Jonathan’s obsessions can be catalogued with ease: pointless games imbued with meaning, the awkwardness of lives acrumbling, the divorces of the preternaturally witty and their relation to the kids’ unconscious, and basketball.  This particular constellation of interests appears both in the narratives of Jonathan’s The Life & Times and B. and Noah’s Kicking & Screaming.  (And what, I ask, would Freud make of this family’s obsession with ampersands?)  In Noah’s film, the viewer witnesses Gould attempt to connect with his estranged son through talk of the Knicks’ failures and Patrick Ewing’s failings.  Grover, Noah’s surrogate, belongs to a circle who fall out via an argument about the protocols of an improvised bar-room trivia game.  Having read Jonathan’s work, viewers of Noah’s films cannot help but see a world limited by his father’s obsessions—a Bloomian anxiety in extremis

Lest you think I desire diminishing the brilliance of my favorite film of the 1990s, I will add that I think this appropriation, intentional or not, an incredible glance into the relation of authors to their lives.  That Noah crafts a fictional father who resembles his father’s fictions more than his father fascinates me.  Take Jonathan’s short story "Familiar Games."  It contains a pointless contest irrationally imbued with significance, intimations of lives teetering on the flimsiest of fulcrums, portentions of divorce and, naturally, basketball.  In the story, the narrator (who will grow to become a Jonathan-esque divorcee) tells of a contest between his mother and his younger brother Phil. 

The story begins "Every family has its games."  The narrator notes that "Phil practiced at every opportunity, studied self-improvement.  One could wake up at two A.M., look out the window, and see him taking shots in the dark.  His tenacity awed me."  It did not awe his mother.

"This will have to be quick," she said, making the first basket before Phil could ready himself on defense.  "There’s something in the oven that needs basting."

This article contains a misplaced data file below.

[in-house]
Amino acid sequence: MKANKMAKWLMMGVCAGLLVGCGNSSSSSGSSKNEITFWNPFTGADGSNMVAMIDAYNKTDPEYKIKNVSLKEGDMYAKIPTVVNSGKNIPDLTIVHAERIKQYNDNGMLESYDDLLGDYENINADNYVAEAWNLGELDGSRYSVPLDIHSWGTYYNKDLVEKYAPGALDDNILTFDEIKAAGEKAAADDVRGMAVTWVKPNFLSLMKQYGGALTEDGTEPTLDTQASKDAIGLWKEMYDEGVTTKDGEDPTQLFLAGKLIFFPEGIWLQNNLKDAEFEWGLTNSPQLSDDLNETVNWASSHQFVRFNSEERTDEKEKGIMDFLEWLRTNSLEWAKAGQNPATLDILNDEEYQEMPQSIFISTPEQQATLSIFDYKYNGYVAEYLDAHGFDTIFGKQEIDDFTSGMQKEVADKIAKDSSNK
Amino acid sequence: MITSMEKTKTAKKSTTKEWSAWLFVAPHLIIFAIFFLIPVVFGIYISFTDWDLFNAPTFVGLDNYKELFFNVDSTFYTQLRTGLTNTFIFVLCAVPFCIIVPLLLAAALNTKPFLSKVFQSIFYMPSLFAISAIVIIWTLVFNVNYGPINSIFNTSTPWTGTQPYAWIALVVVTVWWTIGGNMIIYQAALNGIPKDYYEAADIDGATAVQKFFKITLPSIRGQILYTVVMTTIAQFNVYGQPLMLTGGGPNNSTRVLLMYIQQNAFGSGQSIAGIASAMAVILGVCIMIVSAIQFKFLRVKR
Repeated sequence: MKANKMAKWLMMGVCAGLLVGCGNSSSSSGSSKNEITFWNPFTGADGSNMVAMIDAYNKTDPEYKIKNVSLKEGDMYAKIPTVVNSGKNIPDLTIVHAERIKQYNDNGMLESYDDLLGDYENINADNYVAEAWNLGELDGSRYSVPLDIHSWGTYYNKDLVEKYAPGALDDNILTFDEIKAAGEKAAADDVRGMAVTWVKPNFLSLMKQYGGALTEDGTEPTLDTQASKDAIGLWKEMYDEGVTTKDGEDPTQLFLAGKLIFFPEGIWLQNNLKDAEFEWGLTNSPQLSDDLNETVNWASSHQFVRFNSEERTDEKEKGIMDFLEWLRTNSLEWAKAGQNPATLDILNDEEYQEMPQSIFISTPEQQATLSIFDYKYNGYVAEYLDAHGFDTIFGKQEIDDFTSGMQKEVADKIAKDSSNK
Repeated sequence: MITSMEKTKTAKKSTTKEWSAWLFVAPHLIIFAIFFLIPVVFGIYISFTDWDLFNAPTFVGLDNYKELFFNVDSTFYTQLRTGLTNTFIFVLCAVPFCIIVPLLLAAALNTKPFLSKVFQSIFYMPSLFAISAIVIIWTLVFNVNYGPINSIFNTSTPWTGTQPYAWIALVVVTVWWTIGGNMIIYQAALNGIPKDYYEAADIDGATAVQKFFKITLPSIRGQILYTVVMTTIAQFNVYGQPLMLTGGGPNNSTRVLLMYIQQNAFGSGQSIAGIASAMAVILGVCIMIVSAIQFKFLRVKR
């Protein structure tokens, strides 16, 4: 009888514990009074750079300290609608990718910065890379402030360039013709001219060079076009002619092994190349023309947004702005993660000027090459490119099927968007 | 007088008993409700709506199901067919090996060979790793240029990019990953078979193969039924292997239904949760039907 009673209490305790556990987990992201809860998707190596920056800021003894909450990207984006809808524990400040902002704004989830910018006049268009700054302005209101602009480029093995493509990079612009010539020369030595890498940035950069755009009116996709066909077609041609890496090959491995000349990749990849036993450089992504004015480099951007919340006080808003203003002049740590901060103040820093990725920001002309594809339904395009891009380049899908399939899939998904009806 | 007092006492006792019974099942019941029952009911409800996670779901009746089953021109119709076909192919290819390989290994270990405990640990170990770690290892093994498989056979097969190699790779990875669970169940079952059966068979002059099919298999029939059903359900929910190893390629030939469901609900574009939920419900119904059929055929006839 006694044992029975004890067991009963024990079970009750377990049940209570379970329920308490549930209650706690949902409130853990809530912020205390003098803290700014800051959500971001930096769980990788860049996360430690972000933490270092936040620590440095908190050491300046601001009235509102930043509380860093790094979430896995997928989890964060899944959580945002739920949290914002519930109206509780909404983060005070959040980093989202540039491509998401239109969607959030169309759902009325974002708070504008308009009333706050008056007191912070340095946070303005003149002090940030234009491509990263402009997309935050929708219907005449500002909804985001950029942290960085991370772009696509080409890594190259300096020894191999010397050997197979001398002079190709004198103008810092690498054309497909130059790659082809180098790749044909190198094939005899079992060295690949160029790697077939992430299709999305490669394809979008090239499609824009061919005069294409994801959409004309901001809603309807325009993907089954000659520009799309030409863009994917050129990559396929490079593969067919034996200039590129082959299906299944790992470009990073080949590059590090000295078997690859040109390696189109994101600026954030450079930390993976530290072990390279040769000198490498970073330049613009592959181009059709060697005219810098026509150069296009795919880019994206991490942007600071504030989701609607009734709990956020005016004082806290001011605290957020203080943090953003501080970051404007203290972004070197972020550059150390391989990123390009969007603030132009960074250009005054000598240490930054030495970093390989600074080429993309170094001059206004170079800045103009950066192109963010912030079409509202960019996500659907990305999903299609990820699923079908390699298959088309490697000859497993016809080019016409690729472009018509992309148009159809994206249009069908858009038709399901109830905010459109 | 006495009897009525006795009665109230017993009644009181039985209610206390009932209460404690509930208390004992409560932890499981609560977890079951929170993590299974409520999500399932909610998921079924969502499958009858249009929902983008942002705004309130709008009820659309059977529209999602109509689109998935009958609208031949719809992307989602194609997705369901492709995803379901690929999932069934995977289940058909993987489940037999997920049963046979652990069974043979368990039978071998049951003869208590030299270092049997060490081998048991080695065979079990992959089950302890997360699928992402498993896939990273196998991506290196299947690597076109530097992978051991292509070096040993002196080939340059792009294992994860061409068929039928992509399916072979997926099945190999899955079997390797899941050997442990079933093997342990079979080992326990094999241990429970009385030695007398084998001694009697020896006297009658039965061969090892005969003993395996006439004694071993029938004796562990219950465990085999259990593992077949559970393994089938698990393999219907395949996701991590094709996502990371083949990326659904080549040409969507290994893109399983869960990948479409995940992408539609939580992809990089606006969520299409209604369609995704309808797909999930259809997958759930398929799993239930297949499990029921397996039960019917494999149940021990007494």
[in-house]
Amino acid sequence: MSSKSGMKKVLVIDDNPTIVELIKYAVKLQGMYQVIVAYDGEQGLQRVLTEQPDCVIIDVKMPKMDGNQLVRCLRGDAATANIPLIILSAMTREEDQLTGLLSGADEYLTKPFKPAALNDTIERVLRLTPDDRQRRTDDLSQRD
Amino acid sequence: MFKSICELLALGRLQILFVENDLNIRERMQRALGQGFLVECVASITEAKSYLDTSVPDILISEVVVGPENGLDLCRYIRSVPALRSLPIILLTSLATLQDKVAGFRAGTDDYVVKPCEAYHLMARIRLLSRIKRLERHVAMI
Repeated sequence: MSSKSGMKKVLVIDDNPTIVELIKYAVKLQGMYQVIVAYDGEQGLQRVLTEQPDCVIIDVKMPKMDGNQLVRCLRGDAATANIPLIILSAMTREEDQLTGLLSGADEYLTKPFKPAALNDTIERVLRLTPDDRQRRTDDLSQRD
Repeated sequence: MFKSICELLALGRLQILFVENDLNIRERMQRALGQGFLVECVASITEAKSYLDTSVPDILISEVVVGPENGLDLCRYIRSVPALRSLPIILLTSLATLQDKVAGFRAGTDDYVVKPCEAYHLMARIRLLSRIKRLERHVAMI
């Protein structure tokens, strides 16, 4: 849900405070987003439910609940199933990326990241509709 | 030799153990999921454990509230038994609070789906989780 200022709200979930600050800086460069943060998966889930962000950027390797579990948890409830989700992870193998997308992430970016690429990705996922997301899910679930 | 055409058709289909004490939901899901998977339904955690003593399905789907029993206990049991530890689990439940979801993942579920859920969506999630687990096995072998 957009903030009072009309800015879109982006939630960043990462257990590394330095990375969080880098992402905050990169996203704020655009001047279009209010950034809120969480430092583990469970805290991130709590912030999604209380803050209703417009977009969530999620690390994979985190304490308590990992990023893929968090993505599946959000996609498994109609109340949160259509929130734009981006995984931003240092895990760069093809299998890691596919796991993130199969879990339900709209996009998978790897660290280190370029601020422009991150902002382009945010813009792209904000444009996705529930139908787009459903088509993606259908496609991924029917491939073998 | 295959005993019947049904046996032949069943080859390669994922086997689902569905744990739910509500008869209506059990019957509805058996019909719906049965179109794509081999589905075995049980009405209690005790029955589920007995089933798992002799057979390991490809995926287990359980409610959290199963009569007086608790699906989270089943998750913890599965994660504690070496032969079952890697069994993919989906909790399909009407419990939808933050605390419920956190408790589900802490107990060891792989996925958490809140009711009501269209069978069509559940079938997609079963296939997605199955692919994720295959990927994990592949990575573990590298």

Put aside for the moment that this mother trash talks like Gary Payton.  ("There’s something in the oven that needs basting" being better than the best cut I’ve ever heard on the court.)  This narrative of a contest of a son versus the mother who will float Jordanesque to sink the final shot only to float (if you believe book a cycle instead of a collection) out her marriage to his unimaginative and obsessive father—this contest hits all the same notes about mothers and fathers that Noah hits in Kicking & Screaming.  I daresay this is not a coincidence. 

Because it isn’t.  Jonathan’s novel B contains a chapter called "The Reading" in which a writer rides the rails to an obscure liberal arts college in Pennsylvania.  No one meets him at the station.  Eventually he finds his way to campus and into an auditorium awaiting a famous "trial lawyer (and former basketball great) who has a predilection for representing the blatantly guilty."  He tries to tell the crowd that they’ve mistaken him for some other dignitary, that’s he’s only a poet, that their shouts are unwarranted.  But his plea that "I am not the man you think I am" only excites the audience more.  He cannot win the game he has inadvertantly entered—only by reading his poetry can he lull them to sleep.  He breaks the rules of the game the audience expected to play and suffers the penalty of leaving, Pnin-like, on a train whose destination he does not know.

This is the "father" Noah incorporates into Kicking & Screaming.  Not a real person but a fictional persona.  In short, Noah ups the ante on Bloomian anxiety by incorporating his fictional father into his autobiographical films.  Of course, I could be completely intellectualizing this.  Jonathan’s unreliable narrators may be more reliable than I suppose and Noah’s descriptions of them more faithful to fact than fiction.  But somehow I doubt that two people so intelligent could fall so forcefully for each other’s schtick.

Reviews of The Squid and the Whale, Noah Baumbach’s latest film, can be found here.

The Best Movie Poster Ever designed for The Squid and the Whale can be found here


Comments

Apparently the “not everyone” it didn’t appeal to is “no one.”

I realized today I could test this thesis by seeing The Squid and The Whale.  I should’ve included that in the original post.  People love bets.

By Scott Eric Kaufman on 11/10/05 at 12:42 PM | Permanent link to this comment